That first spring morning he came up from the east harbour, where he’d been dossing on an old barge. He strode down the Geldesekade, one of the waterways into the old city. The April sun intersecting the trees, seeming to drape a leopard skin around him. Down one side of the Geldesekade were warehouses and Chinese restaurants, fronts for big-time heroin smugglers. As he walked past he glanced in through one of the restaurant windows absentmindedly and saw a swarm of eels cease their squirming and stare back at him, their round, desolate eyes as beseeching as a Chinese work gang.
Down the other side of the Geldesekade loitered the cheap, black, shop-worn whores of the day shift, about half the price of the ripe night-time girls. He cut across the bridge and to their inviting gestures grinned, displaying his empty upturned palms. If not quite Spender’s cynical gesture of the poor, the message of penury was clear. He cut across the head of the Nieuwmarkt Square, the sun beating back the chill of the morning, warm on the backs of the market traders, their voices ringing out for the coming day amid the clang of scaffolding poles as they erected their stalls in the shadow of the old Toll House. Then he turned right and headed up the Barndesteeg, past the dissolved nunnery, as far as the Thai brothel at the end, where the curtains were drawn against the day. And across the alley was the Torenzicht Hotel.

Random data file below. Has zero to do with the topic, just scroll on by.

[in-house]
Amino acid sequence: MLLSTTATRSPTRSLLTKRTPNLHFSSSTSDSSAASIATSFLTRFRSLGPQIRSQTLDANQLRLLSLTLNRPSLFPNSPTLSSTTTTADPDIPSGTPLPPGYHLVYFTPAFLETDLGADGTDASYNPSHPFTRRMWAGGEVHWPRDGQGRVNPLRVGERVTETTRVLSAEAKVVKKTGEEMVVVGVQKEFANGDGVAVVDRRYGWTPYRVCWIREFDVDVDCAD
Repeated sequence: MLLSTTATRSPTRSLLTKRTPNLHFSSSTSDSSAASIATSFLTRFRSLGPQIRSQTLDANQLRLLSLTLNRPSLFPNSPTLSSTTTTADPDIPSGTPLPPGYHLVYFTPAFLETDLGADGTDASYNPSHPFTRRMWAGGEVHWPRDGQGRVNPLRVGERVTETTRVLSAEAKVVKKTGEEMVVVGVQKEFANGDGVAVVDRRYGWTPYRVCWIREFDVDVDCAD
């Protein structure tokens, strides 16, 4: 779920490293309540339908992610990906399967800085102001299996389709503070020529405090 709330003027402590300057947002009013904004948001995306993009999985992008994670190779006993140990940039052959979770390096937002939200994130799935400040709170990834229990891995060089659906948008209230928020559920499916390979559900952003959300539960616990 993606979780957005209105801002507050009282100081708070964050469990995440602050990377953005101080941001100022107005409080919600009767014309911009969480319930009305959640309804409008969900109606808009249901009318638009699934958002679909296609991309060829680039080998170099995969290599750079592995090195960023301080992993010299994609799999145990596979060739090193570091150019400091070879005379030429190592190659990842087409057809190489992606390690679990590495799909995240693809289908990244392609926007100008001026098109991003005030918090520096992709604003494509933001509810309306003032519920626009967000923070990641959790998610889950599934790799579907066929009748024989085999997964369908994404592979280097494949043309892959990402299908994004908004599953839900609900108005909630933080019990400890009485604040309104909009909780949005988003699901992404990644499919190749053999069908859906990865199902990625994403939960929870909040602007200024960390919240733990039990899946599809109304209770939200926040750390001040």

The steps of its ancient stoop were worn as hollow as collection plates by the centuries of pilgrims’ feet of whores, burghers, sailors, nuns, murderers, merchants and the miscellaneous flotsam that had wound their way to this, their temporal Santiago del Compostella, and grasped their moment to peddle their trade or take their pleasures in this black Narcissan well that grants your every wish.
He entered what was now a bar in its full morning shift. The original Golden Age red brickwork of this canal-side house was half panelled over with a coffin of pine, and at the centre was a horseshoe bar, behind which a girl smiled hospitably. She had an idiosyncratic beauty, her lips as plump as maggots, with one grey hang-tooth. He sat there breathing in her smell as he drank the beer she’d poured him.
Suddenly a muscular powerhouse with a rotund gut and a ring beard was framed in the doorway. This was the first time he’d set eyes on English John.
“We’ve heard some good things about you from The Last Waterhole”, he said.
"Good to know."